North Korea is surging to the brink. Advancements in their missile technology and nuclear weapons program will soon put the United States in the crosshairs. As Senator John McCain recently remarked: “A North Korean missile tipped with a nuclear warhead, capable of reaching our homeland is no longer a distant hypothetical, but an imminent danger.”
A policy built around angry diplomatic statements and passive observation is no longer viable. The United States must seriously anticipate the use of force to eliminate this rogue nation’s offensive nuclear capacity. This is far from a simple task.
When dealing with North Korea, it is critical to appreciate everything comes down to keeping Kim Jong Un and his family in power. That is why diplomatic measures, economic isolation, and international commendation have proven ineffective. As long as the leadership structure remains intact, everything else is of a secondary concern.
While China, North Korea’s primary ally, controls 90% of its trade, Chinese leaders are reluctant to take a hard line on the North, fearing a collapsed regime that would precipitate a refugee crisis and a potentially hostile unified Korea.
Nuclear weapons are deemed the penultimate point of leverage preventing the United States and its allies from toppling North Korean regime. Make a move against Kim Jong Un and you will likely face a nuclear response. Nor are nukes North Korea’s only ace in the hole. They have fortified the border with a huge array of offensive conventional armaments—artillery, missiles, and more. Should a conflict erupt, Seoul, South Korea, which lies just thirty five miles from the boarder, will be subject to an overwhelming attack.
This leaves the United States in a difficult position. Lacking economic or diplomatic points of leverage, military action increasingly looks like a likely path. Unfortunately, the capabilities required to successfully defeat North Korea are in short supply.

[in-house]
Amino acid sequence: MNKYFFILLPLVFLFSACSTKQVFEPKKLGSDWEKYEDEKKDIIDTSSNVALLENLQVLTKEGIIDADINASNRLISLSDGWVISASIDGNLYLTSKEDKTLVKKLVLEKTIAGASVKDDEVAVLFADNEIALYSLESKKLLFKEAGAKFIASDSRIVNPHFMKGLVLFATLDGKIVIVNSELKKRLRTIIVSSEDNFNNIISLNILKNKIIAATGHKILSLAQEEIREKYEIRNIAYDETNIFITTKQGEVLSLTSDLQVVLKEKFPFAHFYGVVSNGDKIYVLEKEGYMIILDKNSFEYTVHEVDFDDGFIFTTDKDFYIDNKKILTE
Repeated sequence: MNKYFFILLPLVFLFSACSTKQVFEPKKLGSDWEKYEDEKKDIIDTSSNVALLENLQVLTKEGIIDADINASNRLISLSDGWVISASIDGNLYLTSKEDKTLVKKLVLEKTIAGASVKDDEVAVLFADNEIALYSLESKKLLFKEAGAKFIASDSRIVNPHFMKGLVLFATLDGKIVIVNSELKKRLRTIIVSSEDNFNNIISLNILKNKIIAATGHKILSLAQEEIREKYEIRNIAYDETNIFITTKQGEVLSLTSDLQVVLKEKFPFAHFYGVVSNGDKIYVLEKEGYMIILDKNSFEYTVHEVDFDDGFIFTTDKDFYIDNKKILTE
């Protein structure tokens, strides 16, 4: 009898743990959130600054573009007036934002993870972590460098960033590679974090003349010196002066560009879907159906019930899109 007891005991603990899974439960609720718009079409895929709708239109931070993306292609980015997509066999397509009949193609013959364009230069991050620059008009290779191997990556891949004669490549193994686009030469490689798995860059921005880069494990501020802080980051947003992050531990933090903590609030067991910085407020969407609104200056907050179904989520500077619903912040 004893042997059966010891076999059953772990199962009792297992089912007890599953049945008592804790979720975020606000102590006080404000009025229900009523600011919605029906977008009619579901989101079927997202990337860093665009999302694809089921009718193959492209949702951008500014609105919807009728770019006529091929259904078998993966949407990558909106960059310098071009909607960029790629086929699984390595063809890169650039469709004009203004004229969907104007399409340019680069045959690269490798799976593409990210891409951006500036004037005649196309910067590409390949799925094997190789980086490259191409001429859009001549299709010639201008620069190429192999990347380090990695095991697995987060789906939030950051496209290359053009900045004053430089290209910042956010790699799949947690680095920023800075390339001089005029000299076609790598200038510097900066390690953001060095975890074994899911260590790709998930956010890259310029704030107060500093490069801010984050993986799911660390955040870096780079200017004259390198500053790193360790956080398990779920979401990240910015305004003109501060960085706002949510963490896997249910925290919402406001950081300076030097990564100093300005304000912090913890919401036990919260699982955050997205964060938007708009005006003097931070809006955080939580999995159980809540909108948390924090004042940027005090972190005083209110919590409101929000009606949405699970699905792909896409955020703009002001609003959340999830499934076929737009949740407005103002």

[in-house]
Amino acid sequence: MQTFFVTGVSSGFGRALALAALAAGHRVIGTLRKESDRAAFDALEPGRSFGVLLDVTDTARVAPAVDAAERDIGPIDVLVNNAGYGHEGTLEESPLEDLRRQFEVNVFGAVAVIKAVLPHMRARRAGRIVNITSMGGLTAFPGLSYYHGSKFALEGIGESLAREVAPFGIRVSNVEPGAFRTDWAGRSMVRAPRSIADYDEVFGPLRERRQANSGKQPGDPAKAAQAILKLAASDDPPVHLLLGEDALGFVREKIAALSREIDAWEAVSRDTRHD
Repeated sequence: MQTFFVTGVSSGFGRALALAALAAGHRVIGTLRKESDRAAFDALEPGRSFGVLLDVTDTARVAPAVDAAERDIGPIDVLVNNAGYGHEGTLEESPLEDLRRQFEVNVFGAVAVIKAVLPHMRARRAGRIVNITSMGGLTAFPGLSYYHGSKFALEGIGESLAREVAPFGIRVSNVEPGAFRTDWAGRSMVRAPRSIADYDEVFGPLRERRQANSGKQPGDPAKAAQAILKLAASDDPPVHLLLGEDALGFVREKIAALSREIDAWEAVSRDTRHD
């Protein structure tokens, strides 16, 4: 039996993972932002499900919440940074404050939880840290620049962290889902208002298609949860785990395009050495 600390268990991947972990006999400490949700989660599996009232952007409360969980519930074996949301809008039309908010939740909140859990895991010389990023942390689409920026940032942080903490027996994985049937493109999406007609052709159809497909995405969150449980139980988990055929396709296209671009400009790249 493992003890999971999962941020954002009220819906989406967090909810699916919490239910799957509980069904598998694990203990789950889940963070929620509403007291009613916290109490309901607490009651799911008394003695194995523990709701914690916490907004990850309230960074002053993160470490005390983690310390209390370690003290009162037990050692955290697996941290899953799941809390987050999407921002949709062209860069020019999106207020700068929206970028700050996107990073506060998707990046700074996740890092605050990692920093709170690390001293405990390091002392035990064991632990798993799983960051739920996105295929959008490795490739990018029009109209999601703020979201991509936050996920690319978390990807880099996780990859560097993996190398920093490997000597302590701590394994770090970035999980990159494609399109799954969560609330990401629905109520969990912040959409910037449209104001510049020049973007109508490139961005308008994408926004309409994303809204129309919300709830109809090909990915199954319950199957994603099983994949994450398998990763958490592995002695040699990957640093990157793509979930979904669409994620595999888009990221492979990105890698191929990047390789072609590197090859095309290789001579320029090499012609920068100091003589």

Ever since the Berlin Wall fell, the United States has failed to invest in a balanced set of military technologies necessary to engage against a potent foe like North Korea. While it is true that significant funds were expended for military operations in Afghanistan and Iraq, capabilities optimized for counter-insurgency warfare are wholly inadequate for a high-end conflict. A surface campaign fighting mile-by-mile up the peninsula would afford Kim Jong Un more than enough time to decimate the South and launch nuclear strikes.
Instead, the United States needs to consider options that would collapse the North Korean threat as fast as possible. That means hitting targets in a concurrent, decisive fashion to prevent wholesale devastation in Seoul and a nuclear launch. Doing so demands America’s most advanced combat aircraft--the B-2 bomber, F-22 fighter, and F-35 fighter. Their stealth technology is necessary for survival and their advanced sensor capabilities will allow them to locate their targets in an incredibly dynamic environment.
There is just one catch: the US failed to procure enough of these airplanes because they were deemed to be outdated, expensive “Cold War” assets. While it is true that the Cold War is over, that does not mean adversaries stopped investing in advanced defenses. In fact, the world is far more dangerous than it was thirty years ago. This is a major problem given that the United States only has 20 B-2s, 185 F-22s, and a handful of F-35s in the inventory. Out of these, the F-35 is the only one currently in production. It is time for the nation to acknowledge this capability gap and accelerate their acquisition. The same holds true for the newly designed B-21 stealth bomber—an aircraft that will replace planes that are decades old.
The threat posed by North Korea is not theoretical, it is reality. Decisions made over the last several years have left the country in a precarious position. While the bravery of our men and women in uniform is beyond question, dedication to duty and sacrifice can only go so far. We must properly equip them to fight and win. Failing to make such investments will leave the country woefully unprepared to execute a mission where the alternative to a rapid, decisive victory is unthinkable.
Douglas A. Birkey is the Executive Director for the Mitchell Institute for Aerospace Power Studies. Prior to this position, Birkey served as the Air Force Association’s Director of Government Relations.